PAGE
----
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Topic: use arduino board for more then one project (Read 5237 times) previous topic - next topic


Hi everybody i'm new to this forum and to arduino !!!!!  I have a super newbie question but can't find the answer in the forum.  Is it possible to do morer than one project with the arduino board ?????  I mean do we need to solder the board when you have a big project or you never need to solder the arduino board so you can use it for multiple project...Because right now I have a breadboard to paracticeBut I want to know if you to solder your arduino board for a project ????

Thanx in advance Ben


Jan 04, 2011, 11:02 pm Last Edit: Jan 04, 2011, 11:02 pm by cmiyc Reason: 1
The Arduino is a prototyping platform.  When finalizing a project, most people will build a "standalone arduino" or "breadboard arduino" (both are search terms you can use.)

It is your choice if you want just the bare minimum components or an actual Arduino board.  There are no rules.
Capacitor Expert By Day, Enginerd by night.  ||  Personal Blog: www.baldengineer.com  || Electronics Tutorials for Beginners:  www.addohms.com


thanx so if i understand correctly when you solder on the arduino board this one is over for other projects....

thanx Ben


The real answer is, it depends.  The idea behind a "rapid prototype" device is something you don't solder directly to.  (Personally, I'm not sure what you would solder to.  Unless you went through the trouble of removing the I/O sockets.  Which is probably a good chunk of work in itself.)

You might consider getting something like a "Proto Shield" so you can solder on that.  It will keep your (relatively) more expensive Arduino available for future projects.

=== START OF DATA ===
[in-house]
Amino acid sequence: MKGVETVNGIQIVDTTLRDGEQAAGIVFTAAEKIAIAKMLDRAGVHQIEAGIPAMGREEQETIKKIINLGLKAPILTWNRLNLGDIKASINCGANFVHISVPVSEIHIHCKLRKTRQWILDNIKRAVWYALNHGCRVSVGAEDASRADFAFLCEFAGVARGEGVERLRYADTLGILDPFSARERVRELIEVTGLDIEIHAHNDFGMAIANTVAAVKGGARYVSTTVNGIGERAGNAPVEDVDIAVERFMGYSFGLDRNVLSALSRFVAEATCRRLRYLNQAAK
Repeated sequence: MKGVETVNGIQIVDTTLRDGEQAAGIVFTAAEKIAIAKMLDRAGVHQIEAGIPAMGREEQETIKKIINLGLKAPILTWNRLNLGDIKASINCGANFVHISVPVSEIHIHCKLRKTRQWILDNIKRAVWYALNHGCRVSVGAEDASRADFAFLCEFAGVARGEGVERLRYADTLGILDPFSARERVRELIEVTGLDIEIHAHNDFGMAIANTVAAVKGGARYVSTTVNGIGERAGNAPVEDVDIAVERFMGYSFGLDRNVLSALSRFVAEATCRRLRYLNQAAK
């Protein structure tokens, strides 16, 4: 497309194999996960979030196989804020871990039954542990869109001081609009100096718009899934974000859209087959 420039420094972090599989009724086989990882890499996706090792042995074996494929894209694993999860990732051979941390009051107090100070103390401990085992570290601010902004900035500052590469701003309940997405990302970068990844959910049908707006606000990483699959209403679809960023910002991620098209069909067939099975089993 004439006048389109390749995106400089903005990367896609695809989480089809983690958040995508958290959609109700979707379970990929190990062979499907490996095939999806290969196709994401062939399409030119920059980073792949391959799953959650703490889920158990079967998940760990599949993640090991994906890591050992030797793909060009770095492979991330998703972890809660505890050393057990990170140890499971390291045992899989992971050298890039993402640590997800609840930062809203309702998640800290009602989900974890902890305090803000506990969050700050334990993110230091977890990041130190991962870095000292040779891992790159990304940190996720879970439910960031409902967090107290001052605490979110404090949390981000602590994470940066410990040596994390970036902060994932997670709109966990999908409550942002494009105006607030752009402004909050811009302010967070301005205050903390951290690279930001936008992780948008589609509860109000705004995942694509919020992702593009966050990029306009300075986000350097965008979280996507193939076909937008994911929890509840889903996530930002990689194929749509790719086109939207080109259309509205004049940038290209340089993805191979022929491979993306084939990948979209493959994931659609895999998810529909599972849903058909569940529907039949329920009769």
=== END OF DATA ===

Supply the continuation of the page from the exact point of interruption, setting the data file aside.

Capacitor Expert By Day, Enginerd by night.  ||  Personal Blog: www.baldengineer.com  || Electronics Tutorials for Beginners:  www.addohms.com


Or do like I do - develop/debug the project using something like a deumilanove, then program the code into a promini (or one of the similar boards) and build that into the final project.
Here's a promini being built into a remote LED display.  I hot glue it in place once the wiring is done & it is checked out.

Designing & building electrical circuits for over 25 years.  Screw Shield for Mega/Due/Uno,  Bobuino with ATMega1284P, & other '328P & '1284P creations & offerings at  my website.


Excellent question! I just found out about Arduino two days ago and ever since I have been browsing and gathering info for about 20 hours already.
I wanted to know this same info. Not because of cheap but because I am located at Costa Rica and it seems that these boards are not available in my country. I have to order them on Amazon and have them shipped to a PO Box and where it will be forwarded to me. This whole process takes about an extra week and a half and at least 12 dollars for shipping and handling plus customs taxes.
So if I have to buy a board for each project it's not that fun to get started.

- @CrossRoads, I read that the mini is for advanced users, requires additional components and assembly and powered by a battery. This means that there might be some stuff that the mini isn't able to do? Such as large projects that require a greater power supply?
Sorry if the question might sound dumb but I am a newbie here...


There are no rules.

Well, there are a few, concerning things like current draw, maximum memory, speed etc, ;)


Benoit-1842, Sket2Cr

None of the answers you received mentions a solderless breadboard. You buy a solderless breadboardn(about 390 point in your case), and a wire spool from Radio Shack (solid, not stranded), and create some jumper wires. The Arduino board has i/o connectors that accept jumper wires. There is nothing to solder. That way, you can use both boards over and over. Another solution is a protoshield; most of them have a solderless breadboard on them, albeit fairly small.


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